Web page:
Archive for the ‘Geography’ Tag

Now this is one big giant hole in the ground!   Leave a comment


 

The Cave of Swallows, also called Cave of the Swallows (Spanish: Sótano de las Golondrinas), is an open air pit cave in the Municipality of Aquismón, San Luis Potosí, Mexico. The elliptical mouth, on a slope of karst, is 49 by 62 meters wide and is undercut around all its perimeter, further widening to a room approximately 303 by 135 meters wide.  The floor of the cave is a 333-meter freefall drop from the lowest side of the opening, with a 370-meter drop from the highest side,  making it the largest known cave shaft in the world, the second deepest pit in Mexico and perhaps the 11th deepest in the world.  A skyscraper such as New York City’s Chrysler Building could easily fit wholly within it.

                                                                                                                                                                                                                                                           

 

                                                                                                                                                                                                                                                    

 

                                                                                                                                                                                                                                                        

 

                                                                                                                                                                                                                                                            

 

                                                                                                                                                                                                                                                       

Opened up by water erosion in a fault on an impermeable limestone plain and with a roughly conical shape, the cave has been known to the local Huastec people since ancient times. The first documented exploration was on 27 December 1966 by T. R. Evans, Charles Borland and Randy Sterns.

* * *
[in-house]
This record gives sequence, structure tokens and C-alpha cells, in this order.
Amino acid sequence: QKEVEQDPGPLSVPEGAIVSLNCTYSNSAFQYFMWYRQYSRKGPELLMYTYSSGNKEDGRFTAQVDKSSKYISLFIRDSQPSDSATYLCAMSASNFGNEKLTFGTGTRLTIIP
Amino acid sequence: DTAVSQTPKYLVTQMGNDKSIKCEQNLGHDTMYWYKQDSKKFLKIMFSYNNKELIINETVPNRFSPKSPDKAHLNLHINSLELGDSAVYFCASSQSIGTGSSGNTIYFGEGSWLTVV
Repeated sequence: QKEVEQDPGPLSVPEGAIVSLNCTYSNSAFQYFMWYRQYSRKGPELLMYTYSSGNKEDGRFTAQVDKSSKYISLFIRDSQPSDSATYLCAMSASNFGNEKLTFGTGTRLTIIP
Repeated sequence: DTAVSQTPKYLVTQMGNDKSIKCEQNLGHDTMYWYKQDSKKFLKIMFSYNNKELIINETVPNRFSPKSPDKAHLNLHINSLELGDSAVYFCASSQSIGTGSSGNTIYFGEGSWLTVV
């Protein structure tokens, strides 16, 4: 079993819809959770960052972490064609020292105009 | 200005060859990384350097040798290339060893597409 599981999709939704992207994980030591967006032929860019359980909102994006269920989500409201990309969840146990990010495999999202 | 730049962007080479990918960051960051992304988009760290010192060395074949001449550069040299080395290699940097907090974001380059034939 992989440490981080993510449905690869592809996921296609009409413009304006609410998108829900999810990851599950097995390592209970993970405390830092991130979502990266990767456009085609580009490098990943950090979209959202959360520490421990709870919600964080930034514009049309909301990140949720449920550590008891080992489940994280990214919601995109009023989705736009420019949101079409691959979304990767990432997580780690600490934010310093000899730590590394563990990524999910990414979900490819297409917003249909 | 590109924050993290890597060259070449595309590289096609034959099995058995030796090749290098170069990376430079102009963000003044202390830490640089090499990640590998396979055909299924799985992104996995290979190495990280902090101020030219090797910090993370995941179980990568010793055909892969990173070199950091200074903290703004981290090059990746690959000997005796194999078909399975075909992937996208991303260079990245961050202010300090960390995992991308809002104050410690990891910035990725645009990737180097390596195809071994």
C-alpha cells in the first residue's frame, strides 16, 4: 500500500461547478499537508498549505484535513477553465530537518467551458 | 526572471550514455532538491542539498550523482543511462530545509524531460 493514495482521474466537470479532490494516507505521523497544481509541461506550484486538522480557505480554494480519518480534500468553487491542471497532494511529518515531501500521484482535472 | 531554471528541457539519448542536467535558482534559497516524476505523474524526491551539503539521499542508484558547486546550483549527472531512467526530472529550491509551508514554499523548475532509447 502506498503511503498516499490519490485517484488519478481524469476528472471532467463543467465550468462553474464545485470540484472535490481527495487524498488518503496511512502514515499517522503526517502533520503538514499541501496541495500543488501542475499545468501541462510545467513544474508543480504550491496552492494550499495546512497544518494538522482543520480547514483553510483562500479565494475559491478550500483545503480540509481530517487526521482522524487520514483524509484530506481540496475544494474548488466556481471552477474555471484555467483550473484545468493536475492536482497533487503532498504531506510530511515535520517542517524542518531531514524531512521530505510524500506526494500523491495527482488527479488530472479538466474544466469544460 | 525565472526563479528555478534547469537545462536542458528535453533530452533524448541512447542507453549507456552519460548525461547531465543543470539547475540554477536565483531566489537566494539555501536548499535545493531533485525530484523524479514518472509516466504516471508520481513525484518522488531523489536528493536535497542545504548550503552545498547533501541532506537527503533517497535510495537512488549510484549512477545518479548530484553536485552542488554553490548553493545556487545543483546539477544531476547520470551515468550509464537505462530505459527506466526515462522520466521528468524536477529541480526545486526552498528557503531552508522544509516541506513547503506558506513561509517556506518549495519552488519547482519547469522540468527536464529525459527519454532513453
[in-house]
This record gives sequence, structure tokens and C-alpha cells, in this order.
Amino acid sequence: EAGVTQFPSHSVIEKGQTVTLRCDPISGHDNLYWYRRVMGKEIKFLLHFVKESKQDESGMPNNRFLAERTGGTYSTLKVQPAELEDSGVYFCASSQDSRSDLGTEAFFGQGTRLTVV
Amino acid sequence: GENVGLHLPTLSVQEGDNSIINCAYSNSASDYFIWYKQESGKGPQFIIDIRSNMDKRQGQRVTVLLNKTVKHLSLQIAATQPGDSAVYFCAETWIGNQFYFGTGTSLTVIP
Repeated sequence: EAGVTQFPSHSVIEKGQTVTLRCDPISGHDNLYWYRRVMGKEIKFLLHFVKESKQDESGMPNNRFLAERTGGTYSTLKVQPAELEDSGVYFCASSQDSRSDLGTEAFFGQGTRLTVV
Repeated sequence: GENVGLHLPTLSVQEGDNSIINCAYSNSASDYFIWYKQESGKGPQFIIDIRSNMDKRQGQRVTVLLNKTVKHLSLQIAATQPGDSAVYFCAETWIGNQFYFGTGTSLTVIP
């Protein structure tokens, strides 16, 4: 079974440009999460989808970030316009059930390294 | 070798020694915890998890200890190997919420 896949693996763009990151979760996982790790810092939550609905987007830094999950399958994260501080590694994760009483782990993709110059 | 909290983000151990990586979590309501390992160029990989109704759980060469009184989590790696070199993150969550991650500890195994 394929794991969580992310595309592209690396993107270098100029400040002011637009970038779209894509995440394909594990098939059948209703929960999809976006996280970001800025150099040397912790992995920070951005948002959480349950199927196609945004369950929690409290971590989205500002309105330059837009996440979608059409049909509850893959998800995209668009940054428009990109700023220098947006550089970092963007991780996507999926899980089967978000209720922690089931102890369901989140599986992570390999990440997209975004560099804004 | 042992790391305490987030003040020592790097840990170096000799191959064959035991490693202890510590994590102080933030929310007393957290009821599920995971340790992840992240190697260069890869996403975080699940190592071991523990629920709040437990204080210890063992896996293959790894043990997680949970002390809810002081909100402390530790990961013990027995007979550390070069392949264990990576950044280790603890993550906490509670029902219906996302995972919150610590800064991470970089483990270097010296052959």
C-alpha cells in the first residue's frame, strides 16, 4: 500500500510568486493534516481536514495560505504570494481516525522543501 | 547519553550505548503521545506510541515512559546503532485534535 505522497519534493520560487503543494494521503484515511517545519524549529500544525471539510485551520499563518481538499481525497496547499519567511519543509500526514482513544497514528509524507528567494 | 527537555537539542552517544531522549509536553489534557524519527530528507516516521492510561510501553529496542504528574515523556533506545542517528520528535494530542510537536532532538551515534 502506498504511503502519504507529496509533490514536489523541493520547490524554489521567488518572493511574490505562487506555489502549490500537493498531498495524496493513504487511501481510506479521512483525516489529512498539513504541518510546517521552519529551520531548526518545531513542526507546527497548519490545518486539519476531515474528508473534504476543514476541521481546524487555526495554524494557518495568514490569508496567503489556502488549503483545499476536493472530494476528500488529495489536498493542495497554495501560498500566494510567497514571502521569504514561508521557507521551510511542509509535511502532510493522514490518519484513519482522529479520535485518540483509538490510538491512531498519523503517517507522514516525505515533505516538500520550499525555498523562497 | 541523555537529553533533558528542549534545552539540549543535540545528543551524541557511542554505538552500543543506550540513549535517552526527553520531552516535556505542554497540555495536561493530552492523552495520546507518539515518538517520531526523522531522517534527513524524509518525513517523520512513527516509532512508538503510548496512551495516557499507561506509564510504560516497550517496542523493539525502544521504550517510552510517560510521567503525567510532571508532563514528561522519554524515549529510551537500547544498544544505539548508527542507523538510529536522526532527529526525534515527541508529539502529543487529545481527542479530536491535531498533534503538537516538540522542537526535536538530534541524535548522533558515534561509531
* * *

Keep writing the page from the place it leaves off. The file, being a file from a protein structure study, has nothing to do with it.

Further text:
Temperatures in the cave are low. Vegetation grows thickly at the mouth, where rains can cause waterfalls cascading into the cave.  The cave floor is covered with a thick layer of debris and guano on which “millipedes, insects, snakes, and scorpions” live.  There is also a narrow sinkhole in a fault of lower Cretaceous limestone which goes down at least a further 512 m.

                                                                                                                                                                                                                                                        

 

                                                                                                                                                                                                                                                            

These people rappell down to the floor of the cave where the scorpions and deadly snakes are waiting.  Why?

                                                                                                                                                                                                           

And then there are the crazy thrill seekers who want to parachute down into the cave where the scorpions and deadly snakes are waiting.  Why?  Why?

                                                                                                                                                                                                             

The cave is a popular vertical caving destination. The high side of the mouth is covered with heavy foliage, so cavers most often fix their ropes on the low side, where bolts have been fixed into the rock and the area is clear of obstructions.  Rappelling to the floor takes about twenty minutes, in which time abseil equipment and rope can heat up to hazardous levels. Climbing back out may take from forty minutes to more than two hours. A person without a parachute would take almost ten seconds to freefall from the mouth to the floor, hence the pit is also popular with extreme sporting enthusiasts for BASE jumping.  An average-sized hot air balloon has been navigated through the 160-foot (49 m) wide opening and landed on the floor below.  Base jumpers can get out in about 10 minutes via an extraction rope.

                                                                                                                                                                                                           

Posted September 15, 2016 by markosun in Uncategorized

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That mysterious lake in the Clint Eastwood movie High Plains Drifter   7 comments


 

 

High Plains Drifter is a classic Eastwood movie from the early seventies.  I think I have seen the movie 7 or 8 times.  And every time I watch it I am mesmerized by that beautiful lake.

 

High Plains Drifter is a 1973 American Western film, directed by and starring Clint Eastwood and produced by Robert Daley for The Malpaso Company and Universal Pictures. Eastwood plays a mysterious gunfighter hired by the residents of a corrupt frontier mining town to defend them against a group of criminals.

 

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The film was shot on location on the shores of Mono Lake, California.

Mono Lake is a large, shallow saline soda lake in Mono County, California, formed at least 760,000 years ago as a terminal lake in a basin that has no outlet to the ocean. The lack of an outlet causes high levels of salts to accumulate in the lake. These salts also make the lake water alkaline.

This desert lake has an unusually productive ecosystem based on brine shrimp that thrive in its waters, and provides critical nesting habitat for two million annual migratory birds that feed on the shrimp.